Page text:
A community like Black Rock, with its venerable harbor which once saw spies make nighttime landings delivering intelligence bound for George Washington himself, needs an anchor. A neighborhood of both quiet streets near the shoreline promenade of St. Mary’s By The Sea, and a bubbling churn of food projects and musical nightlife to its north, meet on a line drawn down the center by Fairfield Avenue.
For seven years the mid-Avenue balance point of this neighborhood was restaurant, bar and sometime music venue Walrus+Carpenter. That ship has sailed to Westport, passed in the other direction by Mark Turocy, and his new community gathering spot, Black Rock Social House.
Turocy has come to Bridgeport the long way, having done stints at The Comedy Store, Angel City Brewery and Au Fudge in greater Los Angeles, but he may be a more familiar face to Connecticut residents as the former GM of Rizzuto’s Oyster Bar in Westport and Atelier Florian in New Haven. More local flavors emerge from the kitchen in Black Rock via chef Jacob Raitt II, a local whose food we’ve had at both The Chelsea in Fairfield and The Cask Republic in Stamford. The two have created what they call an international comfort food menu with an emphasis on gluten-free cuisine. Their new venture is enough of an outlier in the area that we couldn’t wait to bring you a first look soon after the restaurant’s opening in March.
“Chefs always love a challenge,” Turocy says. “When I was at Florian, everywhere, every night we had someone asking for gluten free, and I thought this is an idea that has legs.” He and chef Raitt saw eye to eye on the idea, and they were off. “We’re going to highlight one different country’s comfort food each month: Mexico in May, Ethiopia in June, Jamaica in July ... all gluten free.”
Beyond its location in the heart of Black Rock, the space’s interior layout was always one of its strengths. The long bar area which has provided the setting for countless meetups, conversations and before/after-show drinks has been both retained and freshened. Split-level dining areas for meals a little more formal and private provide room for a good number of guests, whom the Social House will welcome seven days a week. Happy hours run every day from 3 to 6 p.m., and all day on Mondays.
Turocy says they’ll continue the musical legacy of the space, but with a complete shift to jazz, with daytime music at brunch and later in the evening on Wednesdays. “We don’t want to be a concert. It’s meant to be a background, an ambiance to the social atmosphere so people can talk and enjoy themselves.”
A running series of Sunday jazz brunches incorporate selections from the “Noshables” menu of small dishes, like fried green tomatoes, watermelon and prosciutto salad, and a Fritto Misto of shrimp, calamari, peppers and asparagus in puttanesca sauce. Scanning through the eggs, bacon and waffles one Sunday, a less common Mediterranean shakshuka stands out. This arrives in a small iron pan bubbling with roasted tomato, bell pepper and onion, topped with two shirred eggs. The dish is tasty, and I appreciate the originality interspersed with the more traditional brunch selections. The shakshuka is accompanied by a ramekin each of very pleasant housemade hummus and tzatziki to dress up each bite as you see fit, and toast points for spreading, which unfortunately does not arrive. Three-dollar mimosas and Bellinis are available to reduce the sting.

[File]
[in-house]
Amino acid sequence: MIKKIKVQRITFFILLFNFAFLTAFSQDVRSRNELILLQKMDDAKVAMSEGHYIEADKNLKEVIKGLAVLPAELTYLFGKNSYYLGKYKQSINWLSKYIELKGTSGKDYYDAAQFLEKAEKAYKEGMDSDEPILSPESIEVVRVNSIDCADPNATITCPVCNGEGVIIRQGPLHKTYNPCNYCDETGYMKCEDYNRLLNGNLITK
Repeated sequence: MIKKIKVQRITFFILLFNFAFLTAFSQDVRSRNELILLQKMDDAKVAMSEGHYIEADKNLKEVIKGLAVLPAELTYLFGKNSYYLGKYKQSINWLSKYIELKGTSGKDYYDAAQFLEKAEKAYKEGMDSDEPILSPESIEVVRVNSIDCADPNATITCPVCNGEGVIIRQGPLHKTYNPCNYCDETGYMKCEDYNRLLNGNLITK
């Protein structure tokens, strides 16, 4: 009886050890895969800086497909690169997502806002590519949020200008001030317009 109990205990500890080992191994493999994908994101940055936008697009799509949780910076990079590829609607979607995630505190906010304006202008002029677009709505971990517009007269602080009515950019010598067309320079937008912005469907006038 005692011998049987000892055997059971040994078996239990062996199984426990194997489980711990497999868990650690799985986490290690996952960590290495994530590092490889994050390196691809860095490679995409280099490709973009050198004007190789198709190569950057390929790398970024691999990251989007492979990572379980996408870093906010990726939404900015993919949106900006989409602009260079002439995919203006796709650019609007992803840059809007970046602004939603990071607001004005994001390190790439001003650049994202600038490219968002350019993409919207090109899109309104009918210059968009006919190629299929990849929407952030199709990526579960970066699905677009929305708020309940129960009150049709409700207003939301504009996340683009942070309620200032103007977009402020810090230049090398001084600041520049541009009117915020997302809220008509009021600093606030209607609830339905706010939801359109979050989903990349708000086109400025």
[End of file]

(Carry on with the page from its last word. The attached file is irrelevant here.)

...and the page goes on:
A return trip for dinner reveals a more comprehensive menu, partially dedicated to a charcuterie selection featuring housemade kielbasa and merguez sausage, and enticing cheeses from Grana Padano to Humboldt Fog with associated fixings. I begin by selecting a beef carpaccio, and a Smoky Pom from the cocktail specialties. Campfire tones of mezcal add body to any drink, and balance well with the tequila and pomegranate syrup in the cocktail, livened with a dash of bitters and lime zest. It’s a good pairing with the Grana Padano carpaccio, which is arranged as a base underneath a small arugula salad tossed with a bit of shaved cheese, toasted Marcona almonds for flavor and crunch, and pickled mushrooms, adding an excellent hit of acidic umami.
Elsewhere on the Noshables menu you can find tastes like fresh ceviche, clams casino, elote, confit chicken wings, and crispy Yukon potato with Peruvian huancaina sauce.
The centerpiece “Comfort Food” menu has options from shepherd’s pie and pork belly al pastor to bouillabaisse for international flavors. I’ve also heard good things about the grilled octopus, but I’m interested to see how a gluten-free restaurant does pasta. The housemade fettuccine is topped with grilled shrimp, asparagus and confit tomatoes after being tossed in a very liberal dose of creamy tomato pesto sauce. The shrimp and vegetables play well with each other in both flavor and texture accompanied by the tremendously rich sauce, while the fresh pasta is noticeably chewier than varieties using standard wheat flour. It is al dente taken to a bit of an extreme, but I have no problem clearing it to the last bite.
Whether it’s small plates, entrées or attractive-looking desserts such as the poached pear on sweet mascarpone and almond brittle with port syrup, a gluten-free menu shows no limitations, and provides plenty of variety to the offerings at Black Rock Social House. The accompanying cocktail menu and attractive list of local beers from Two Roads, East Rock, Firefly Hollow, Back East and New England Brewing Co. on tap along with bottled and canned selections means — drinking or eating — there’s likely something here for you. At a place called “Social House,” I believe that’s the point.
Black Rock Social House
2895 Fairfield Ave., Bridgeport
Hours: Mon.–Fri. 3-11 p.m., Sat. & Sun 11 a.m.–11 p.m.